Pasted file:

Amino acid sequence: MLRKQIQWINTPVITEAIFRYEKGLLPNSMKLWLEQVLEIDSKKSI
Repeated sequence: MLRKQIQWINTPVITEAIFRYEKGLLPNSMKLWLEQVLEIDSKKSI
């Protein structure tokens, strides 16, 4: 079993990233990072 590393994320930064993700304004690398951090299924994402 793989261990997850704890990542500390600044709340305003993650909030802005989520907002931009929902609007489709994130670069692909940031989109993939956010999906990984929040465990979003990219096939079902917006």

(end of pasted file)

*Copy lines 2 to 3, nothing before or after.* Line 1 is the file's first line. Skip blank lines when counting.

Repeated sequence: MLRKQIQWINTPVITEAIFRYEKGLLPNSMKLWLEQVLEIDSKKSI
């Protein structure tokens, strides 16, 4: 079993990233990072 590393994320930064993700304004690398951090299924994402 793989261990997850704890990542500390600044709340305003993650909030802005989520907002931009929902609007489709994130670069692909940031989109993939956010999906990984929040465990979003990219096939079902917006």